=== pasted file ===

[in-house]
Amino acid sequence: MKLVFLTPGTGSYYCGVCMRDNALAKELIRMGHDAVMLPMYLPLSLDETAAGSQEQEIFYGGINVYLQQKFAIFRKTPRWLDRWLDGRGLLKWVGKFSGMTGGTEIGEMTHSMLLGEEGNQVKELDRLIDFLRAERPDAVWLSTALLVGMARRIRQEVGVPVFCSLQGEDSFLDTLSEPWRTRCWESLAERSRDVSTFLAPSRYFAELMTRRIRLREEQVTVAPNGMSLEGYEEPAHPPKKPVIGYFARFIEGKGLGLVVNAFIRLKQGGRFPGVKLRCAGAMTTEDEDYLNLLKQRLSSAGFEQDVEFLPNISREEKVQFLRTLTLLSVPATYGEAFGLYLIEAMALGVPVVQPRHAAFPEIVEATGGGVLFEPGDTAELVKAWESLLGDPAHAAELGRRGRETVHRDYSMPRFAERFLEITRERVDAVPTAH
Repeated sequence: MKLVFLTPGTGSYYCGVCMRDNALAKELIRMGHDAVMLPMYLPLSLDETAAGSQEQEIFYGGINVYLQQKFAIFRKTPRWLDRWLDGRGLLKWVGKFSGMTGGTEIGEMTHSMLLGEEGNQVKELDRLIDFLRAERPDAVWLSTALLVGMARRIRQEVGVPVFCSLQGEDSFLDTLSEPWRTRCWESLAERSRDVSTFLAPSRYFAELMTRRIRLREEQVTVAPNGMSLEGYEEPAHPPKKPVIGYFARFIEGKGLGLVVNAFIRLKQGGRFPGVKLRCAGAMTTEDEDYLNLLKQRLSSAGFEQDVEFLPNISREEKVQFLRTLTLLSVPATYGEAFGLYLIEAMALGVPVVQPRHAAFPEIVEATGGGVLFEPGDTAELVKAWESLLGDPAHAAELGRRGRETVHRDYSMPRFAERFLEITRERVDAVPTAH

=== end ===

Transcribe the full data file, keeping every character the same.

[in-house]
Amino acid sequence: MKLVFLTPGTGSYYCGVCMRDNALAKELIRMGHDAVMLPMYLPLSLDETAAGSQEQEIFYGGINVYLQQKFAIFRKTPRWLDRWLDGRGLLKWVGKFSGMTGGTEIGEMTHSMLLGEEGNQVKELDRLIDFLRAERPDAVWLSTALLVGMARRIRQEVGVPVFCSLQGEDSFLDTLSEPWRTRCWESLAERSRDVSTFLAPSRYFAELMTRRIRLREEQVTVAPNGMSLEGYEEPAHPPKKPVIGYFARFIEGKGLGLVVNAFIRLKQGGRFPGVKLRCAGAMTTEDEDYLNLLKQRLSSAGFEQDVEFLPNISREEKVQFLRTLTLLSVPATYGEAFGLYLIEAMALGVPVVQPRHAAFPEIVEATGGGVLFEPGDTAELVKAWESLLGDPAHAAELGRRGRETVHRDYSMPRFAERFLEITRERVDAVPTAH
Repeated sequence: MKLVFLTPGTGSYYCGVCMRDNALAKELIRMGHDAVMLPMYLPLSLDETAAGSQEQEIFYGGINVYLQQKFAIFRKTPRWLDRWLDGRGLLKWVGKFSGMTGGTEIGEMTHSMLLGEEGNQVKELDRLIDFLRAERPDAVWLSTALLVGMARRIRQEVGVPVFCSLQGEDSFLDTLSEPWRTRCWESLAERSRDVSTFLAPSRYFAELMTRRIRLREEQVTVAPNGMSLEGYEEPAHPPKKPVIGYFARFIEGKGLGLVVNAFIRLKQGGRFPGVKLRCAGAMTTEDEDYLNLLKQRLSSAGFEQDVEFLPNISREEKVQFLRTLTLLSVPATYGEAFGLYLIEAMALGVPVVQPRHAAFPEIVEATGGGVLFEPGDTAELVKAWESLLGDPAHAAELGRRGRETVHRDYSMPRFAERFLEITRERVDAVPTAH